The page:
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Canada wants Gadhafi to face world court for crimes against humanity

Libyan anti-government protesters wave their old national flag during a rally in Benghazi on February 28, 2011. GETTY IMAGES/AFP PHOTO/Patrick Baz.

Canada says Moammar Gadhafi should be hauled before the International Criminal Court to answer for attacking his own people.

The call by Foreign Affairs Minister Lawrence Cannon on Monday came as the Libyan Embassy in Ottawa abandoned Gadhafi and pledged its “utter solidarity” with the pro-democracy uprising.

“We would obviously be in agreement — total agreement — with any resolution that came forward that would bring Gadhafi to the authority of the international court,” Cannon said at a UN Human Rights Council meeting in Geneva.

He spoke after the chief prosecutor of the International Criminal Court raised the possibility that attacks on civilians by forces loyal to Gadhafi could result in the Libyan strongman facing charges of crimes against humanity. Luis Moreno-Ocampo said he hoped to decide within days whether to formally open an investigation that could lead to charges.

The UN Security Council has asked the war crimes court to examine the deadly crackdown in Libya. The only other time the council referred a case to the court, it led to the genocide indictment of Sudanese President Omar al-Bashir for atrocities in the Darfur region.

The Libyan embassy in Ottawa has also denounced the violence by Gadhafi’s teetering regime — a government it says it no longer speaks for.

“The Libyan embassy in Ottawa announces its absolute denunciation of the bloody events that are currently taking place in Libya” the embassy said in a statement on its website.

“Whilst we pray for the souls of the martyrs who fell during those tragic events, we call for their immediate cessation and for the realization of the rights of our great Libyan people in choosing their options and achieving their legitimate demands.”

The embassy said it would remain open in order to “safeguard the interests of Libya” and Libyans in Canada.

The Harper government said it hopes economic sanctions against Libya will force Gadhafi from power quickly. Government House leader John Baird tabled documents in Parliament on Monday to implement sanctions against what he called the “appalling” regime in Tripoli.

Canada has joined the United Nations and a number of western countries in slapping sanctions on the North African country. The UN Security Council voted unanimously on Saturday to impose an arms embargo and urged member states to freeze the assets of Gadhafi, four of his sons and a daughter.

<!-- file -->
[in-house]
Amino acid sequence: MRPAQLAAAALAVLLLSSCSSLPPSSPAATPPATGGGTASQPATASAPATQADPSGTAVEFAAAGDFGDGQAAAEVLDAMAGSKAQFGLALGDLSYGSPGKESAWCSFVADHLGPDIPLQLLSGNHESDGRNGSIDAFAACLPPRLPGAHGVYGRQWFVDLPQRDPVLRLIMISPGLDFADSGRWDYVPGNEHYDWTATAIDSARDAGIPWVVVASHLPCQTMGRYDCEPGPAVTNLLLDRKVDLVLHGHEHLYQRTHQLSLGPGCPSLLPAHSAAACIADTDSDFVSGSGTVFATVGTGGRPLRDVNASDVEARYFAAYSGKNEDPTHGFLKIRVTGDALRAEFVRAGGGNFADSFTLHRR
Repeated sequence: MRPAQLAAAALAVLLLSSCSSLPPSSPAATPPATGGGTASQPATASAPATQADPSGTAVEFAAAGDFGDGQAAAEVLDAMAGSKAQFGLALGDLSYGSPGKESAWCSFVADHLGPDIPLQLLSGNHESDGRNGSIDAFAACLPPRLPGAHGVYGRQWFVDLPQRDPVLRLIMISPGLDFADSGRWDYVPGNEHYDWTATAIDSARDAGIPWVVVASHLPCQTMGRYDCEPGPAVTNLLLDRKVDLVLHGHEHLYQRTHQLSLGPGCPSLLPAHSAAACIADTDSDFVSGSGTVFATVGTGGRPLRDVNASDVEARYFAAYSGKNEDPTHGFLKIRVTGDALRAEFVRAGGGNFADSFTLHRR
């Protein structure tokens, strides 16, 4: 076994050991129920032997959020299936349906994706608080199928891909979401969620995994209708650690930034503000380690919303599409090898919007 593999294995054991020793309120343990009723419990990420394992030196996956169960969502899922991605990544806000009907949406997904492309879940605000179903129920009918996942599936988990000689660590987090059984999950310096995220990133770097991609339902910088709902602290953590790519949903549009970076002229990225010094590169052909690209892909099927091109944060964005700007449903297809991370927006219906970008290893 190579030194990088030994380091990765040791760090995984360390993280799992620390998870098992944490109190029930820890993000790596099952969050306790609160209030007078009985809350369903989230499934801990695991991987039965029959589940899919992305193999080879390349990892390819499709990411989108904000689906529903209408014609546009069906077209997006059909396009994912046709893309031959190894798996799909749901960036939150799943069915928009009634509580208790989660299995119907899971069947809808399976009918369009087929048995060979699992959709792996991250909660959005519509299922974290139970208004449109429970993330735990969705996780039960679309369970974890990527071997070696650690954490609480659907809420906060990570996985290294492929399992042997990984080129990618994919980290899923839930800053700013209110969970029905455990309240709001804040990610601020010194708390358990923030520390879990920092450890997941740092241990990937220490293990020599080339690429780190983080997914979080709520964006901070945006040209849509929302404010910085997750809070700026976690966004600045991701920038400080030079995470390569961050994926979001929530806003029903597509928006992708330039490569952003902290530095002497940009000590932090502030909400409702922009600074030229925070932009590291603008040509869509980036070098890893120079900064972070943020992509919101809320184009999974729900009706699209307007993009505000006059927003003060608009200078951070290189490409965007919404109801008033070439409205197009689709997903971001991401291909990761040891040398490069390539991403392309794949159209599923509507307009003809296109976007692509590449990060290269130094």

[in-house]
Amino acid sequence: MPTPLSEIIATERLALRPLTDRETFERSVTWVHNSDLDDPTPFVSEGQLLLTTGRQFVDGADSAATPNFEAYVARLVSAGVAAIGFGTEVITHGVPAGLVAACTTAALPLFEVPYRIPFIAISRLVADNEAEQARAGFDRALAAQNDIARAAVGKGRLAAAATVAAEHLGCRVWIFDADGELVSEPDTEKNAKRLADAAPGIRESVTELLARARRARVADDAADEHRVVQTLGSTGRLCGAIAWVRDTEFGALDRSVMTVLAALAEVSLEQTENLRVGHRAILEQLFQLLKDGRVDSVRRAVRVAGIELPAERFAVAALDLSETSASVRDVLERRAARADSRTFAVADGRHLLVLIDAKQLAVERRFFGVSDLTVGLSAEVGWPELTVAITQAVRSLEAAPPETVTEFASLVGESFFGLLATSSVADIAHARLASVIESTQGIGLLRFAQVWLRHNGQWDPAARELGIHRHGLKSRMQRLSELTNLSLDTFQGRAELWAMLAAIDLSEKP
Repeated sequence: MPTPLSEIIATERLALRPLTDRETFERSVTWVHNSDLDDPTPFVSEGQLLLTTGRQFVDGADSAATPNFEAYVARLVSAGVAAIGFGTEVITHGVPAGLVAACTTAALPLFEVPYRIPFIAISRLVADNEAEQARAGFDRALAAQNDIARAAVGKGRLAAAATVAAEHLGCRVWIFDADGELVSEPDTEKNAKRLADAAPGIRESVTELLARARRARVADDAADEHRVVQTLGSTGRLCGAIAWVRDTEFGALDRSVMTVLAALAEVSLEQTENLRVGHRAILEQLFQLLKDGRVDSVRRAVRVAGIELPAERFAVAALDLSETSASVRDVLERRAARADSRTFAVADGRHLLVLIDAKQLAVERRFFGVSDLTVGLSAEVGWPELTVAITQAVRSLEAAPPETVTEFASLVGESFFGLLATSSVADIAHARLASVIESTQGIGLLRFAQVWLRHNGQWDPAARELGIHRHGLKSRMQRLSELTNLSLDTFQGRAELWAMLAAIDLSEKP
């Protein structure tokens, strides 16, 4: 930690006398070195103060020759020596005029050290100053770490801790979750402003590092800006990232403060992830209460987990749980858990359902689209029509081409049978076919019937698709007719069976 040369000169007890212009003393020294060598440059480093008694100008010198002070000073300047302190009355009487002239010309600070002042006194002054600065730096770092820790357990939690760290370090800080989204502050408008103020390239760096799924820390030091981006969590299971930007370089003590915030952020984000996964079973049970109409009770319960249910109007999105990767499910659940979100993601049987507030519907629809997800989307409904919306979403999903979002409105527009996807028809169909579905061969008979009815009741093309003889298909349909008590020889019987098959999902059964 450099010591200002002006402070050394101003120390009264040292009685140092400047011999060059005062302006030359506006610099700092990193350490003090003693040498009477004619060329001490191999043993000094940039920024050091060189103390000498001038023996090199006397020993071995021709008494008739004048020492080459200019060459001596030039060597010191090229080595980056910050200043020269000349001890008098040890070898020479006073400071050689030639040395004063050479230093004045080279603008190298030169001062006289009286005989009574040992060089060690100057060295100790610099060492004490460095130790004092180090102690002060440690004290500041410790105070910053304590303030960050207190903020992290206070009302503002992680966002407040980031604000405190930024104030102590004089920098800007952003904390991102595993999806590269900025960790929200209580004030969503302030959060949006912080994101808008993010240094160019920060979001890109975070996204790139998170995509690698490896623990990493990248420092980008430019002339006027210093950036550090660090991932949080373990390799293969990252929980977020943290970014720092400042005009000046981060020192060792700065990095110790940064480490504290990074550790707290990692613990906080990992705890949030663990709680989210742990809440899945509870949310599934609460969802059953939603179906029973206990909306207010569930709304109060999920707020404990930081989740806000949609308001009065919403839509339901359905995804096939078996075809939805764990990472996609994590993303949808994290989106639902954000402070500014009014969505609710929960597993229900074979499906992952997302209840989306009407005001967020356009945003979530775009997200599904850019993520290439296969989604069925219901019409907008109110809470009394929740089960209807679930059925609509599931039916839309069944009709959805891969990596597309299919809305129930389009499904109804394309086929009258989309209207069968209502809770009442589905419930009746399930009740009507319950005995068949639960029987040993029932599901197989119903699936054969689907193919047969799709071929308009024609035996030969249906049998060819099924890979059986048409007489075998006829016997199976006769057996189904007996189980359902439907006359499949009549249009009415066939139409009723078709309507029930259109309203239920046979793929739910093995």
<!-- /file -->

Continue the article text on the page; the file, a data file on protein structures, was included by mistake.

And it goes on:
However, Baird said the new measures will not lead to a ban on commercial activity by Canadian companies in Libya, which include Montreal-based engineering giant SNC Lavalin and oil company Suncor.

“Obviously there are Canadian companies who have operations there. This doesn’t eliminate commercial activities. What it does do is refrain financial transactions with the Libyan government and with the Libyan central bank.”

Baird said the government has contacted SNC Lavalin and hopes the sanctions will be “time limited” because the regime change would force Gadhafi out of power.

SNC Lavalin said it’s awaiting details of how the sanctions might affect its operations.

“As soon as we have clarified the nature of the legal requirements, we will implement them on all our activities in Libya,” spokeswoman Leslie Quinton said.

Quinton said some employees of the company volunteered to remain in Libya to “supervise our projects there.”

Industry Minister Tony Clement said he didn’t have details on the financial impact to Canadian companies because of the sanctions, but added it was the right thing to do to “turn the screws on the Gadhafi regime.”

“There may be a cost to Canadian companies but, quite frankly, continuing to have that regime in power means that there’s a cost in terms of world peace and in terms of what their citizenry is exposed to.”

Earlier Monday, Cannon told the UN Human Rights Council that “a tide of change is sweeping the Middle East and North Africa” and that leaders such as Gadhafi and Iran’s ruling clerics will be “overwhelmed” if they try to defy it.

“We cannot allow the repression we see in Iran, in Libya and elsewhere in the world to continue any longer,” he said.

Prime Minister Stephen Harper spoke with U.S. President Barack Obama on Monday about the situation in the region.

“They discussed the need to deter violence by the Libyan regime against its own citizens, and for co-ordinated international action to address growing humanitarian needs in Libya and neighbouring countries, including a role for the United Nations,” the prime minister’s office said in a statement.

Harper has said Canada will go beyond the UN resolution by banning any financial dealings with the government of Libya and its institutions and agencies, including the Libyan Central Bank. Canada will also freeze Libyan government assets.

Baird refused to say how much money the Libyan government has invested in Canada, but he confirmed that Gadhafi’s regime tried to access its holdings here.

“We are aware of specific financial dealings of the Libyan regime in financial institutions in Canada and the actions taken by our government have blocked those,” Baird said.

Meanwhile, the United States and Britain raised the possibility of a no-fly zone to prevent Gadhafi from inflicting further misery on his people, as American aircraft carriers were positioned closer to Libya.

Cannon said there was “no consensus” among allies about implementing a no-fly zone. NATO Secretary-General Anders Fogh Rasmussen noted that the UN resolution didn’t call for a no-fly zone or other armed intervention.